I found the move between primary and secondary school a bit tricky. When I first started secondary school I was labelled 'weird'. I had weird shoes, an even weirder skirt, two pet rats and I played the spoons. This had been fine at primary school (encouraged, even!) but secondary school was a different beast.
As the year went on I became more and more self-conscious. I began to shed myself of the old, 'weird' Pamela so that I could blend in with everyone else. I went shopping for new clothes, gave up playing the spoons, violin and African drums and stopped reading in the playground. I was weird, but I didn't embrace it.
I wasn't bullied, exactly, but it did seem that I got a hard time for almost everything that I did. I just couldn't do right! For example, EVERYONE started getting perms, so I got one too (without telling my mum - yikes!). But somehow I came out of the hairdressers looking like a sheep that had been in a fire and got 'baa-d' at in the corridor for weeks. To be fair, I think it was the same for everyone. The key to not standing out was to, well, not stand out! Your perm had to be JUST right and not too 'perm-y'. You could laugh at jokes, but you couldn't snort. And you could only do 55.8% of your homework MAX without being labelled a 'geek'. It was brutal. Fitting in meant wearing the same as everyone else, acting the same as everyone else and generally checking your soul at the school gates upon entering.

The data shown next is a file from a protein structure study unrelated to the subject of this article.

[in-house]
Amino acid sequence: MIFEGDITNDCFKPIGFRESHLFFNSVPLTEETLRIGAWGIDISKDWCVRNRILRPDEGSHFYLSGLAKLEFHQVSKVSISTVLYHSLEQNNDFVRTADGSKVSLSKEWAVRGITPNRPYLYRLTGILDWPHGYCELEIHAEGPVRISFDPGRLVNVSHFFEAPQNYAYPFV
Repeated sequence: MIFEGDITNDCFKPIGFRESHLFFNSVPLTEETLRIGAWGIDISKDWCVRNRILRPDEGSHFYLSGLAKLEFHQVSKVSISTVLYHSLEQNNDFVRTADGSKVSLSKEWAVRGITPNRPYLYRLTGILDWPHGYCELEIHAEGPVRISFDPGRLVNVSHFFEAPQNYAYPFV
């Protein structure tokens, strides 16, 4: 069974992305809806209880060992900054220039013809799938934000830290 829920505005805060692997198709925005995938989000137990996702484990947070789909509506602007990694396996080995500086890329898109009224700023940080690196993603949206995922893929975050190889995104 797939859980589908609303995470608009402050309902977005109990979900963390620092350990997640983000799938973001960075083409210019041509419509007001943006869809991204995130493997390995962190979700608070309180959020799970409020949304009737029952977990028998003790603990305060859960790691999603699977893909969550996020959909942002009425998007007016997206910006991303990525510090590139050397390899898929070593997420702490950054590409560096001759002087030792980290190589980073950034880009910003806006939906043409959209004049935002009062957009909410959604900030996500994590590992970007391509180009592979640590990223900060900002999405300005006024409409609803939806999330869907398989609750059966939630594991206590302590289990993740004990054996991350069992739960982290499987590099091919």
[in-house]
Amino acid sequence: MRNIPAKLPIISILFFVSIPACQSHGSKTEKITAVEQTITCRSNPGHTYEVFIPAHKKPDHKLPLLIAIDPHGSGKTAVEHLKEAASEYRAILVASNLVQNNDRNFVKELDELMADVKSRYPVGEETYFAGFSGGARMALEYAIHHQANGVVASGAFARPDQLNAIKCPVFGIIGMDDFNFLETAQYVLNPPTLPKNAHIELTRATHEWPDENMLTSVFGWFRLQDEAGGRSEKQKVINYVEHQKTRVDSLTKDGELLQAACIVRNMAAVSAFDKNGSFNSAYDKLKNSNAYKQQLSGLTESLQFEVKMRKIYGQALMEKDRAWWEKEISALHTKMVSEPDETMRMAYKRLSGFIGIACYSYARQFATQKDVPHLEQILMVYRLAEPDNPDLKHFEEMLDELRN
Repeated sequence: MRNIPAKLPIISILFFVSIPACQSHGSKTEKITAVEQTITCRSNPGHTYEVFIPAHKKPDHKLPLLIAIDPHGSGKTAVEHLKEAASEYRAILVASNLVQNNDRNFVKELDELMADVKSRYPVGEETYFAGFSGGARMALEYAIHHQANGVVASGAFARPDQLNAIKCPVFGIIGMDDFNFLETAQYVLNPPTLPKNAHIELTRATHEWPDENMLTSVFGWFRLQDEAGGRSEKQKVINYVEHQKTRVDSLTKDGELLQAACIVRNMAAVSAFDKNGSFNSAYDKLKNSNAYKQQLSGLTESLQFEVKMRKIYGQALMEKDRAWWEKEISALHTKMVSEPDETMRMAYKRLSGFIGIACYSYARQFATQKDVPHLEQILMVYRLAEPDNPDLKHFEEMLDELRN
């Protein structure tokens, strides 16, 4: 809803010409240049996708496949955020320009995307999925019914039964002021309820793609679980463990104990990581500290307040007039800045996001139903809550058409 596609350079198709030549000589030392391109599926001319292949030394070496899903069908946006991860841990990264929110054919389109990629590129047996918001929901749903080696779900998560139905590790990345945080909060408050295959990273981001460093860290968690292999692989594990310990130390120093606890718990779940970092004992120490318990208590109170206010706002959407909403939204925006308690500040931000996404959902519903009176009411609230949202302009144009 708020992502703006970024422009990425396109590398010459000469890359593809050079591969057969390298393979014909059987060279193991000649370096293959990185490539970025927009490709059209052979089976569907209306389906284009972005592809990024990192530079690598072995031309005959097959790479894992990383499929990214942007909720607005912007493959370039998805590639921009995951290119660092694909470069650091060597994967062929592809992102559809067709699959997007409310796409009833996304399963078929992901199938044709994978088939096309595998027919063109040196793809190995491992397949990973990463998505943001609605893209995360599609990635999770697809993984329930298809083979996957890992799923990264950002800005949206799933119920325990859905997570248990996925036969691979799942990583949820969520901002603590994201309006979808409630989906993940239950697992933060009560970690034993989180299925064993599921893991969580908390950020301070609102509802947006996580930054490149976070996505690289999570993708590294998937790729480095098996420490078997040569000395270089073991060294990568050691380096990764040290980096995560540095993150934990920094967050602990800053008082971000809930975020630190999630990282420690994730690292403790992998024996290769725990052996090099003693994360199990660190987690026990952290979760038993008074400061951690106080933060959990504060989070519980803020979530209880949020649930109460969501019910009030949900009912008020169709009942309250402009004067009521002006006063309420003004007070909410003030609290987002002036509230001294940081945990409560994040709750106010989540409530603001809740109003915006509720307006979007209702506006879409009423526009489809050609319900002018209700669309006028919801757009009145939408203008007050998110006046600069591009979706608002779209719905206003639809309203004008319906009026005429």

Eventually (thank goodness!) I began to relax, be myself again and care less about what people thought of me. I decide to embrace my 'inner weirdness.' If I wanted to go to the school Halloween disco as a fossil then I'd go as a fossil (even if there was a good chance it might not go down well).
If I could go back in time I like to think I'd do it all differently. I'd be myself from Day 1 and not care about what other people thought. I'd rock up to school wearing an 'I Love Rats' t-shirt, enter the talent show and do a brilliant spoon solo. I'd probably also join the school choir and sing only in my awesome (male) operatic voice. But I can't go back, so I've firmly made it my mission to be 100% weird and eccentric EVERY DAY in school (I'm a secondary school teacher) and encourage my pupils to always be their own, unique selves too.
Who wants to conform when instead you could dye your hair blue, start a band called 'Cheese Face' and rock-out on the xylophone?
Something I saw when I first became a teacher also inspired me to write about starting secondary school. A pupil passed me in the corridor; she was wearing big glasses, carrying a huge instrument case and reading a book as she walked along the corridor. The memory of a group of girls laughing at me as I walked through the playground with my violin case while reading a book came flooding back to me. I instantly felt very protective of her. That was until I spotted her backpack. It said 'Nerds Rule!' I burst out laughing. It was the best thing I'd ever seen! I admire that girl so much. I wish I'd had the guts to wear a backpack to school that said 'I have a metal detector and I DIG IT!'
You have to learn to love your uniqueness and stand up for who you are (even if who you are is a bit weird). The weirder the better, I say! Petunia Perry and the Curse of the Ugly Pigeon is about a girl (not me) trying to survive the move between primary and secondary school (still not me). There's quite a bit of spoon-playing involved.
(Ok, so it might be a BIT about me - expect for the 'poo bit'…sort of).